Currently, the United Nations General Assembly calculates the assessment to be exacted upon a member state according to that member’s “capacity to pay,” subject to a cap of 25% of the United Nations’ regular budget. Id., at 309-10 To determine that “capacity,” the United Nations General Assembly takes into account “the aggregate of national income, that is, the totality of the national production of goods and services….” To “prevent anomalies in the assessment resulting from statistics,” however, the United Nations General Assembly considers a number of other factors, including “comparative per-head income,” “ability of members states to secure foreign currency,” comparative level of economic development and “state indebtedness.” Id., at 309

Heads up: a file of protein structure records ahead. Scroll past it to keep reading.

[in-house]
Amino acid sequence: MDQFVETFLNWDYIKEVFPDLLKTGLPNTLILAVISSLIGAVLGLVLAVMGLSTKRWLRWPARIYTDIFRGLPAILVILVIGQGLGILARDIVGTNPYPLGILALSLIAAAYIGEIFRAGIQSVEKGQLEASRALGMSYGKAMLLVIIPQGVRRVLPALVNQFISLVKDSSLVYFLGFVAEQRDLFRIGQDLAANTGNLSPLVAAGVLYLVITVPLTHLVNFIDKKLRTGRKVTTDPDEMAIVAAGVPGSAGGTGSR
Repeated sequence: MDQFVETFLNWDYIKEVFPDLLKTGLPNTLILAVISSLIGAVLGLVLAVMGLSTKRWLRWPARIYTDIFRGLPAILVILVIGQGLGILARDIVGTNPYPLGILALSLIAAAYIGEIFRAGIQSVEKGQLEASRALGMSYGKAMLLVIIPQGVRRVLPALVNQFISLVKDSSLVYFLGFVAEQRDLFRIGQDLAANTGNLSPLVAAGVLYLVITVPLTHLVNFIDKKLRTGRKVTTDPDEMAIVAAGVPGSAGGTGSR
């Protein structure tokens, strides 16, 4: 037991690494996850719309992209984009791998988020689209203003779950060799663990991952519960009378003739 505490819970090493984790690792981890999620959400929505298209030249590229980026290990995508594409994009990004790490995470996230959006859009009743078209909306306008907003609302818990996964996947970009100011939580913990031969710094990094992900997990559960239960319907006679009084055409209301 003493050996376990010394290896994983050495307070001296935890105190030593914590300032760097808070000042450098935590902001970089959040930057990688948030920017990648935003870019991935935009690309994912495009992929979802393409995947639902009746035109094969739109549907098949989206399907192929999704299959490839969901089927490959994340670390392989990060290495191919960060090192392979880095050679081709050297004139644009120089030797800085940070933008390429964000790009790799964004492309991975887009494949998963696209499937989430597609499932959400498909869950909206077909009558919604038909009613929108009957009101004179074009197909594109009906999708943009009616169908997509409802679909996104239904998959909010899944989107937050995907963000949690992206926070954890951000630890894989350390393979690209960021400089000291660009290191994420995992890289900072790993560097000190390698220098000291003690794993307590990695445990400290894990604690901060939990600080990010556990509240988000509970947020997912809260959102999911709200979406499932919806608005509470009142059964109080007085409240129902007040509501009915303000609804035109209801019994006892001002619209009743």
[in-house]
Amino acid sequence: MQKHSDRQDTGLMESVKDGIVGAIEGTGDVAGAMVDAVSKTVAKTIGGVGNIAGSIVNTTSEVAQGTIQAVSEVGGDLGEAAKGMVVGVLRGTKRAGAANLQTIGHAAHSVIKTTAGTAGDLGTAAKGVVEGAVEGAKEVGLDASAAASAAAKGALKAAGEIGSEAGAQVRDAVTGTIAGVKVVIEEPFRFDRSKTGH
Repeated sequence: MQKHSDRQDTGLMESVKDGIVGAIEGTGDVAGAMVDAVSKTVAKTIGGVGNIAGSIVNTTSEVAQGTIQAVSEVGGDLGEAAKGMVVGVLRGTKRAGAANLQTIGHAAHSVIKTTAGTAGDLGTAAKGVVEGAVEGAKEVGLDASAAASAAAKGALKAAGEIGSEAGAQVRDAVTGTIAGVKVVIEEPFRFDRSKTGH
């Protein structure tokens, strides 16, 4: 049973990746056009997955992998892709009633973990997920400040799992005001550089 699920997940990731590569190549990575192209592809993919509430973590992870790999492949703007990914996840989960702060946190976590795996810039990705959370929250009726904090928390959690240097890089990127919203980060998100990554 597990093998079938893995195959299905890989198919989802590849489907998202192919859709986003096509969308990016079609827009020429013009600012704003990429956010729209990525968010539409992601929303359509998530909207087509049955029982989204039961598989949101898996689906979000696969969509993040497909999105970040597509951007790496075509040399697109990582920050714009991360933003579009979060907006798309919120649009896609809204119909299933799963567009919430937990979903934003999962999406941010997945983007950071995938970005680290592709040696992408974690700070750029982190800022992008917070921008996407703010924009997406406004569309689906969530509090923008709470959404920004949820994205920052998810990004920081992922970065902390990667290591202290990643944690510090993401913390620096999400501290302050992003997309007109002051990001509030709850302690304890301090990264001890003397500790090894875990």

In essence, the United Nations’ assessment system is comparable to a graduated national income tax, with deductions authorized for certain national expenditures and outstanding obligations. And while this tax does not fall individually upon the citizens of each member state, it is measured, in part, by “the comparative per-head income” of the citizens of each member states, resulting in a higher assessment imposed upon states whose citizens have a relatively high personal income, other factors of national indebtedness and state of economic development notwithstanding. In other words, the assessment by the United Nations General Assembly constitutes an indirect tax upon the people of each member state, not just upon the state itself.